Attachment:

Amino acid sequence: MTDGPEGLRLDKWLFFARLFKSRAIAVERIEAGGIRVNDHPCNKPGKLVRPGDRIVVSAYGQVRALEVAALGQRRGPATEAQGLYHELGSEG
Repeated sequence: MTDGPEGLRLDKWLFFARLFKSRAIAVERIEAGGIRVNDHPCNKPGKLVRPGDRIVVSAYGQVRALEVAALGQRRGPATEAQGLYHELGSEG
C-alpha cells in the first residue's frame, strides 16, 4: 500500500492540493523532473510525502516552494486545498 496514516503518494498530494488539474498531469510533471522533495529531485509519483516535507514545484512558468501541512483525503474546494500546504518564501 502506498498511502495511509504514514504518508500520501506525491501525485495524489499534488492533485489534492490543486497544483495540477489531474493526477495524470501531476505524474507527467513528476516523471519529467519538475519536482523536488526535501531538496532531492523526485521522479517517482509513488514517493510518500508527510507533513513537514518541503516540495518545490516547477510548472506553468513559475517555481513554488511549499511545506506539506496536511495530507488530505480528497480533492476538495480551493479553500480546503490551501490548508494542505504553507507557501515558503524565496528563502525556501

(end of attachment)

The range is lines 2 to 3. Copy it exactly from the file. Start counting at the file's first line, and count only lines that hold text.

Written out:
Repeated sequence: MTDGPEGLRLDKWLFFARLFKSRAIAVERIEAGGIRVNDHPCNKPGKLVRPGDRIVVSAYGQVRALEVAALGQRRGPATEAQGLYHELGSEG
C-alpha cells in the first residue's frame, strides 16, 4: 500500500492540493523532473510525502516552494486545498 496514516503518494498530494488539474498531469510533471522533495529531485509519483516535507514545484512558468501541512483525503474546494500546504518564501 502506498498511502495511509504514514504518508500520501506525491501525485495524489499534488492533485489534492490543486497544483495540477489531474493526477495524470501531476505524474507527467513528476516523471519529467519538475519536482523536488526535501531538496532531492523526485521522479517517482509513488514517493510518500508527510507533513513537514518541503516540495518545490516547477510548472506553468513559475517555481513554488511549499511545506506539506496536511495530507488530505480528497480533492476538495480551493479553500480546503490551501490548508494542505504553507507557501515558503524565496528563502525556501